The Puer­to Rico Trench is an ocean­ic trench locat­ed on the bound­ary between the Caribbean Sea and the Atlantic Ocean. The trench is asso­ci­at­ed with a com­plex tran­si­tion between the sub­duc­tion zone to the south along the Less­er Antilles island arc and the major trans­form fault zone or plate bound­ary that extends west between Cuba and His­pan­io­la through the Cay­man Trench to the coast of Cen­tral Amer­i­ca. Sci­en­tif­ic stud­ies have con­clud­ed that an earth­quake occur­ring along this fault zone could gen­er­ate a sig­nif­i­cant tsunami.

The island of Puer­to Rico lies imme­di­ate­ly to the south of the fault zone and the trench. The trench is 800 kilo­me­tres (500 mi) long and has a max­i­mum depth of 8,605 metres (28,232 ft) at Mil­wau­kee Deep, which is the deep­est point in the Atlantic Ocean.

300px-Caribbean-mapThe Puer­to Rico Trench is locat­ed at a bound­ary between two plates that pass each oth­er along a trans­form bound­ary with only a small com­po­nent of sub­duc­tion. The Caribbean Plate is mov­ing to the east while the North Amer­i­can Plate is mov­ing to the west. The North Amer­i­can Plate is being sub­duct­ed by the Caribbean Plate to the south­east of the trench. This sub­duc­tion zone explains the pres­ence of active vol­ca­noes over the south­east­ern part of the Caribbean Sea. Vol­canic activ­i­ty is fre­quent along the island arc south­east from Puer­to Rico to the coast of South America.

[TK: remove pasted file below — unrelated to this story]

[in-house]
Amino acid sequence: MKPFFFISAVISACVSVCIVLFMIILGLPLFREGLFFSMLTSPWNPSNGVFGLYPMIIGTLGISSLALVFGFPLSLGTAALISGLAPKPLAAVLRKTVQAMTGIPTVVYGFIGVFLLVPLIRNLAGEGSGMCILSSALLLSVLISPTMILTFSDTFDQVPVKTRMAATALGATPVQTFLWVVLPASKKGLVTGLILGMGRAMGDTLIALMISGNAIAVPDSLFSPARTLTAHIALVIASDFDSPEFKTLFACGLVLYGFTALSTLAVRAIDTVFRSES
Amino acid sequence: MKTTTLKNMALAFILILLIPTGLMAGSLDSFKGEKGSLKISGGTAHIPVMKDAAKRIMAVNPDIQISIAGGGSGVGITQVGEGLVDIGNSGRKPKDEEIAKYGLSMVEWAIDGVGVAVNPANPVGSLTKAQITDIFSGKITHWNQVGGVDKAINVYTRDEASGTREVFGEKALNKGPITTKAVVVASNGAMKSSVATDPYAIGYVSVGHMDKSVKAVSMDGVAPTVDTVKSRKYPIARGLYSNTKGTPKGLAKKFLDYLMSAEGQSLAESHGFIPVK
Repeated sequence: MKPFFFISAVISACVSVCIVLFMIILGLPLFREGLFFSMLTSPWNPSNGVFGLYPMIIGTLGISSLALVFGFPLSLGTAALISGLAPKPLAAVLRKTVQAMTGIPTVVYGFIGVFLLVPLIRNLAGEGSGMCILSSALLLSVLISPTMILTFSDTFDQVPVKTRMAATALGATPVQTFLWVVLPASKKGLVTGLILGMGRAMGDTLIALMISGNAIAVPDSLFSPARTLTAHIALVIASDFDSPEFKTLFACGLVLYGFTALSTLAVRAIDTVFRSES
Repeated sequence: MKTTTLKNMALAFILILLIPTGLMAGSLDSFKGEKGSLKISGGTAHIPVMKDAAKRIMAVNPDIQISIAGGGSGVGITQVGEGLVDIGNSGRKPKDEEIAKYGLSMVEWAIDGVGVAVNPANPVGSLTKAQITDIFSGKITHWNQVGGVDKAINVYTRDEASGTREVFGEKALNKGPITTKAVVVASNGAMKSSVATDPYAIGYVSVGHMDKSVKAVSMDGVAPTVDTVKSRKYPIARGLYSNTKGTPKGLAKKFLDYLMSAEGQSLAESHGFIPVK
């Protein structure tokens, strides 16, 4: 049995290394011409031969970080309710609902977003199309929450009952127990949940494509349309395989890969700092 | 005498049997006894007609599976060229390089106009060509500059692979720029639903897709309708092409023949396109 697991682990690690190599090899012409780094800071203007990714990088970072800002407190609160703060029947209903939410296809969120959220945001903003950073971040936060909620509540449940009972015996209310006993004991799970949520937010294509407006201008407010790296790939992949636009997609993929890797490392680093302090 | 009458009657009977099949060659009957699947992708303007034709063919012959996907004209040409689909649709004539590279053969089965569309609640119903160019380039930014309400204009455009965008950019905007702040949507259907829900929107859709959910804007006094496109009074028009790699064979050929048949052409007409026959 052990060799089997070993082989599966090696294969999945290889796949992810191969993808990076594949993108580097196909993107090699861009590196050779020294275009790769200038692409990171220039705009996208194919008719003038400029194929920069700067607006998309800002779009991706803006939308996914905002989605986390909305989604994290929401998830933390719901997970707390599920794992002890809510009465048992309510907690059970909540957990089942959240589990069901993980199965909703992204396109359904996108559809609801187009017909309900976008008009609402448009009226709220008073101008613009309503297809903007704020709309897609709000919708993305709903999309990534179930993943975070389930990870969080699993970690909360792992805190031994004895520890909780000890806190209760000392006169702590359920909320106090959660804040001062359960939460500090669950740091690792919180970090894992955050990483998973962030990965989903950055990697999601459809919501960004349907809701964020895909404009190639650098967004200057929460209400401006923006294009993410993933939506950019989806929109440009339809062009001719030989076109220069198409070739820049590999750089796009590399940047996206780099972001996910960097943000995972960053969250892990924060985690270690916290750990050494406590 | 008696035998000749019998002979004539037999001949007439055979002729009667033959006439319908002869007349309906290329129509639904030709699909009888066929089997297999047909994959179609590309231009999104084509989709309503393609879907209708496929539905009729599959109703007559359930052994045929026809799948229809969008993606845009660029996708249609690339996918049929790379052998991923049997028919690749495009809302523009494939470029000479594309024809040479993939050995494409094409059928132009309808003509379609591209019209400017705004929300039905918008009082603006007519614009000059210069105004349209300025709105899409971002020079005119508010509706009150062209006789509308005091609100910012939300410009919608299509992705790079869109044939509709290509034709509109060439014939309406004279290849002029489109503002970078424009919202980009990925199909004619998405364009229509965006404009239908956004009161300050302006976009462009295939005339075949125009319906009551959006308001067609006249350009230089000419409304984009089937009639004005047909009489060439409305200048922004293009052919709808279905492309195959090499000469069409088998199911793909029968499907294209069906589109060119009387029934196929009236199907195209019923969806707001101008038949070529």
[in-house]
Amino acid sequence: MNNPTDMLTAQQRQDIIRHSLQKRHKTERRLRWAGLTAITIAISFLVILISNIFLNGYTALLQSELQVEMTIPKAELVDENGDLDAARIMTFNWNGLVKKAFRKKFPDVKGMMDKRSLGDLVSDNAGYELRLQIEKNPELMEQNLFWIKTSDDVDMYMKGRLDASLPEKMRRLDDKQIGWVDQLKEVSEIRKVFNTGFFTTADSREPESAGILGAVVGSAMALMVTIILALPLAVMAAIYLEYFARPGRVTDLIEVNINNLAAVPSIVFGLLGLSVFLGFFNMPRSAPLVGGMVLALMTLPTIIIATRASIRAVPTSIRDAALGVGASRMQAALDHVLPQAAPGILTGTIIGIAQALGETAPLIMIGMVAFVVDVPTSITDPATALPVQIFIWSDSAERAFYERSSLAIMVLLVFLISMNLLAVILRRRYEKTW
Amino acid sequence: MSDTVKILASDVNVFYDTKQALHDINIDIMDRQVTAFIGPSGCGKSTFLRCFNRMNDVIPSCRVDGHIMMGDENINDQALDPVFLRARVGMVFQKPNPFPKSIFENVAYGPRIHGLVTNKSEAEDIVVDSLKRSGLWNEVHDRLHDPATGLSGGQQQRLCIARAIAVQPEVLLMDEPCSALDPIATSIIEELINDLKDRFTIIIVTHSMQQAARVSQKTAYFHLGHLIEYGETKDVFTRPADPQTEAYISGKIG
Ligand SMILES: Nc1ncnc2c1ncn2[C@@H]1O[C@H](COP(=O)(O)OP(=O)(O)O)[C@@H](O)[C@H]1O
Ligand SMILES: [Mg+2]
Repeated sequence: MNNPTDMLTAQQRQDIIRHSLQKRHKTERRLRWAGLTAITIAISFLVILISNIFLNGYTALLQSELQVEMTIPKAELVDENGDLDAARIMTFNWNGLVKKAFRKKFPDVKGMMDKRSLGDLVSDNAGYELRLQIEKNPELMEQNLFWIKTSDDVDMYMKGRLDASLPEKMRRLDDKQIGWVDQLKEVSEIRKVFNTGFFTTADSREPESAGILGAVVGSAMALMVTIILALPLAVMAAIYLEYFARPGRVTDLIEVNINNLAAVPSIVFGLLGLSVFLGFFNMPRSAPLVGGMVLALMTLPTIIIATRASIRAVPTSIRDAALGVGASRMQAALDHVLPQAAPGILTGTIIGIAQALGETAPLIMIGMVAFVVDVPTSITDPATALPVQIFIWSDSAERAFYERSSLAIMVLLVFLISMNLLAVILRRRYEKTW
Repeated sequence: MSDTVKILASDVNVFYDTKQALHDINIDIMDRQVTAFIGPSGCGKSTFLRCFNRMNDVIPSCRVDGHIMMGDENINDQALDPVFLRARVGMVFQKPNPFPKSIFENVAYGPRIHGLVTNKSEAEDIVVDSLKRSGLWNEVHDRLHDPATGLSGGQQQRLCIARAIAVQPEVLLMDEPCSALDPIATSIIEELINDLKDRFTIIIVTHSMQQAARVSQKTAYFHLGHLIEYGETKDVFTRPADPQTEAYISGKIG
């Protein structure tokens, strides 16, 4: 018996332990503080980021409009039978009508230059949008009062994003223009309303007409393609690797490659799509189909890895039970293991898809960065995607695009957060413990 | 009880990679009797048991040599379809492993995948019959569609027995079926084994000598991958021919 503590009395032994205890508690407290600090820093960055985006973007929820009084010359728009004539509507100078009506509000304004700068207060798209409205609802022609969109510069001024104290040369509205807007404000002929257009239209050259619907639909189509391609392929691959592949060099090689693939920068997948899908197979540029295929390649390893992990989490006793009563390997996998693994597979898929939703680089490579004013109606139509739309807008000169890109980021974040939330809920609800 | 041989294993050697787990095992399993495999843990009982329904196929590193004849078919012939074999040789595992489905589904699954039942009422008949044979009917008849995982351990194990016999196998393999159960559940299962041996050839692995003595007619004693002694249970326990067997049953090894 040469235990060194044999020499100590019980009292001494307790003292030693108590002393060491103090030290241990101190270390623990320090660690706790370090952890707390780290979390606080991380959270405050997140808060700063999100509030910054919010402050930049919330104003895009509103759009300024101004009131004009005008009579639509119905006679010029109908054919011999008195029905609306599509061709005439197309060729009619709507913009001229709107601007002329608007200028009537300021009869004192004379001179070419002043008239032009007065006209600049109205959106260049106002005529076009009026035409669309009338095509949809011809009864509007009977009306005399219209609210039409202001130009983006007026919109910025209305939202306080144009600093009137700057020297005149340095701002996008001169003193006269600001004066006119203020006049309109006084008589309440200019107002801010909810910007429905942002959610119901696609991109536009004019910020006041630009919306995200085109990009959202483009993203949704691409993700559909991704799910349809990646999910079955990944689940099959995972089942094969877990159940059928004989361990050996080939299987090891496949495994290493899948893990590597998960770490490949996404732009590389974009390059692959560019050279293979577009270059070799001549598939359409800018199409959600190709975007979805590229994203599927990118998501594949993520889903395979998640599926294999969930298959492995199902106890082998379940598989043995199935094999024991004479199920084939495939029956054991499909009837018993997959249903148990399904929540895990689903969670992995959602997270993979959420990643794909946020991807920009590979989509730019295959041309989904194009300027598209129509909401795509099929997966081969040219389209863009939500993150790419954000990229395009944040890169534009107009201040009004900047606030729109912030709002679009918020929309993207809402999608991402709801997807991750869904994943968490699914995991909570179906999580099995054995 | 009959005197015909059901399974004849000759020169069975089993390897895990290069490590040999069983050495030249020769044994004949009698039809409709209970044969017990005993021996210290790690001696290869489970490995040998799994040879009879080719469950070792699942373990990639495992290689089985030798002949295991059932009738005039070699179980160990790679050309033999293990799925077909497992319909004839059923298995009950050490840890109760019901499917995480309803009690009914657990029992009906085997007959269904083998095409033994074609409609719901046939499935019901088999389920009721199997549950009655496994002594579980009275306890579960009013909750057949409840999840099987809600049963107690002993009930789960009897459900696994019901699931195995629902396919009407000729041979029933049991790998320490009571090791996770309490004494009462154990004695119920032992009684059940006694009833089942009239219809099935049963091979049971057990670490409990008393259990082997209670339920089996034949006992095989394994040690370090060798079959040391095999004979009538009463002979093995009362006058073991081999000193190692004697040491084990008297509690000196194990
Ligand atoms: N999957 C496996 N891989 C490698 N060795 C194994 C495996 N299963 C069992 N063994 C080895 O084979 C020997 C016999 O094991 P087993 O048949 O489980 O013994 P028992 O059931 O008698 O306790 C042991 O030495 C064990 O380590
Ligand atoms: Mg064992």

Puer­to Rico, the Unit­ed States Vir­gin Islands, British Vir­gin Islands and the Domini­can Repub­lic do not have active vol­ca­noes; how­ev­er they are at risk from earth­quakes and tsunamis. The Puer­to Rico Trench is capa­ble of pro­duc­ing earth­quakes high­er than Mag­ni­tude 8.0.